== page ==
Vernon's Reopens Ahead of Schedule

By: Ruben Borjas, Jr., Columnist, Montgomery County News
| Published 05/29/2024


CONROE, TX -- In a feat unequaled in Montgomery County history, a major restaurant that was flooded out early in a month, has been reopened in working order looking no worse for wear before the end of the same month. Actually, it was a day over three weeks out of action. Vernon’s Kuntry Katfish, located at 5901 W Davis, in Conroe. was flooded with approximately 17 inches of water throughout the restaurant on May 2nd. A ‘rain bomb,’ an extreme amount of rain that fell in Lake Conroe’s watershed in a short period of time, caused the forced release of water from the Lake Conroe Dam overwhelming the West Fork of the San Jacinto River. The flooding affected the low-lying woods, and approached the catfish restaurant from the backside of the property. It was the second time Vernon’s had flooded since Hurricane Harvey in 2017.

Kuntry Katfish, which had anticipated opening last Saturday the 25th, announced earlier that week that the repairs were happening much faster than anticipated. That prompted the restaurant's Facebook post on May 20th that the restaurant would be open for business for the Friday lunch service.

People were excited to be back, seated, and having the proven Southern staples that have been drawing Vernon’s Kuntry Katfish customers back time and time again for decades. Restaurant contractor Blaze Benzon, President of Cowl Spur Development, said that the damage was not as bad as the 2017 flood event, which kept the restaurant under repair for months, with cooking taking place out in the parking lot. Benson’s crew was in the restaurant demoing the restaurant even before the waters had completely receded from the parking lot.

“I’m thrilled at how they got up and running so fast,“ said restaurant patron Cathy George, who was having lunch with her husband Juan. “We eat here pretty regularly, and were sad about the flooding.”

The Bowers have seen good and bad times since the family opened the restaurant in 1984. From the passing of Vernon Bowers in 2001, to Hurricane Harvey, to the unexpected passing of Buster Bowers in 2019, Ms. Mary, her daughter Debbie, who now runs the restaurant. They all have persevered through all the difficult experiences, and many good times as well, which makes for a successful restaurant.

“I’m just really happy that we were able to open so quickly,” said Mary Bowers. “I can’t thank Blaze Benson, and his company for getting us up and running so fast.”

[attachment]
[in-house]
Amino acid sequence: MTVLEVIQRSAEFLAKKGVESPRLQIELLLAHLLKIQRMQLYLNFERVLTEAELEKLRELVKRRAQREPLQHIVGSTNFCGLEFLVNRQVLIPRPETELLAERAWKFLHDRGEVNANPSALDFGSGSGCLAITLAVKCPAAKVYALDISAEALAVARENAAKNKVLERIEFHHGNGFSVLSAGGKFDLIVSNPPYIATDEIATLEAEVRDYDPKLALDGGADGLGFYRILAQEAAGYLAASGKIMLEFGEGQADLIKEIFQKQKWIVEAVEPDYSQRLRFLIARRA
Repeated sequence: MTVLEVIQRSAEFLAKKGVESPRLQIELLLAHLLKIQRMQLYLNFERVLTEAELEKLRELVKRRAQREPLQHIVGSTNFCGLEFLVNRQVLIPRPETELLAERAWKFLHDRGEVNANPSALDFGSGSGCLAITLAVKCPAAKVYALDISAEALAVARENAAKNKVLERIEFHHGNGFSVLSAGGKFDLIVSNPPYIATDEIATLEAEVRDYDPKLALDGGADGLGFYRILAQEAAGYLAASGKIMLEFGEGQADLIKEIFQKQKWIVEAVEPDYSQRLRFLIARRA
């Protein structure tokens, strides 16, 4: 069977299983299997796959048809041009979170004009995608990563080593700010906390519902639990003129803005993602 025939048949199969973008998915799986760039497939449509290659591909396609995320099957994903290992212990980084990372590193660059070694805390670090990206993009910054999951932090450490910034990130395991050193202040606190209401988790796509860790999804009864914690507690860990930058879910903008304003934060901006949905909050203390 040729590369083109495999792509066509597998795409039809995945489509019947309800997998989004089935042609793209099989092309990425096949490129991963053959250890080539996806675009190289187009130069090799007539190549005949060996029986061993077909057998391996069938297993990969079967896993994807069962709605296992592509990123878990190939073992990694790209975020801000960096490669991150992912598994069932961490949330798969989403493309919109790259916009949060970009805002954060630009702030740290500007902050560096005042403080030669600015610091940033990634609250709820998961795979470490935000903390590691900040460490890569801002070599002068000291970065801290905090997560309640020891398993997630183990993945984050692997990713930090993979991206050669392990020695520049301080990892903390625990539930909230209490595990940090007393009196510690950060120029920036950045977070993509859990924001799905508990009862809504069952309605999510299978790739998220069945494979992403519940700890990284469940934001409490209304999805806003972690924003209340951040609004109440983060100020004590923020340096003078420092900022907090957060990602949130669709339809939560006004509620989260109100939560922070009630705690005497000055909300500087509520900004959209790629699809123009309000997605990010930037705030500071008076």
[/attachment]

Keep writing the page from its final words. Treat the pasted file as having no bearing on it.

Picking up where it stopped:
Benson and Buster Bowers were best friends growing up, and in many ways is kin to the Bowers Family, and his experience in getting the restaurant back up and running in 2017 was instrumental in the quick turnaround this time.

“The floors look the same, the walls look the same,” said Fort Worth resident Jean Grayson, a previous customer visiting with her nearby family. “If I hadn’t walked in here today, I wouldn’t have known it had flooded at all.”

Customers happily waited for their to-go orders or to be seated in Vernon’s foyer, where just a few weeks earlier boards had been piled against the walls stripped of insulation drying out from the devastating flood waters earlier in the month.

“We were sad to see the restaurant damaged from the flooding,” said customer Edna Jackson, seated with her husband Jeff, who both frequent Vernon’s. “We are big fans of the catfish.”

One major concern for the restaurant is the potential for future flooding along the West Fork of the San Jacinto flooding. With the growth of Montgomery County, less land is available for water to soak into during heavy weather events, and areas once thought safe from flooding are now vulnerable. The San Jacinto River Authority has protocols it must follow which governs release of water from the Lake Conroe Dam, And with Lake Houston’s spillway, which is old and has only two gates a fraction of the size of Conroe’s dam, the planned eleven gate construction can’t come soon enough. Once the project is completed, then perhaps procedures can be adjusted for coordinated releases to prevent major flooding in Montgomery, Harris, Polk, and Liberty counties.

“I’ve missed Vernon’s this month,“ said restaurant patron Larry Corley, visiting with his friend, Conroe High School Head Football Coach Cedric Hardeman. “Now I don’t have to wake up in the morning, and wonder where to go for lunch.”

Vernon’s Kuntry Katfish website is:

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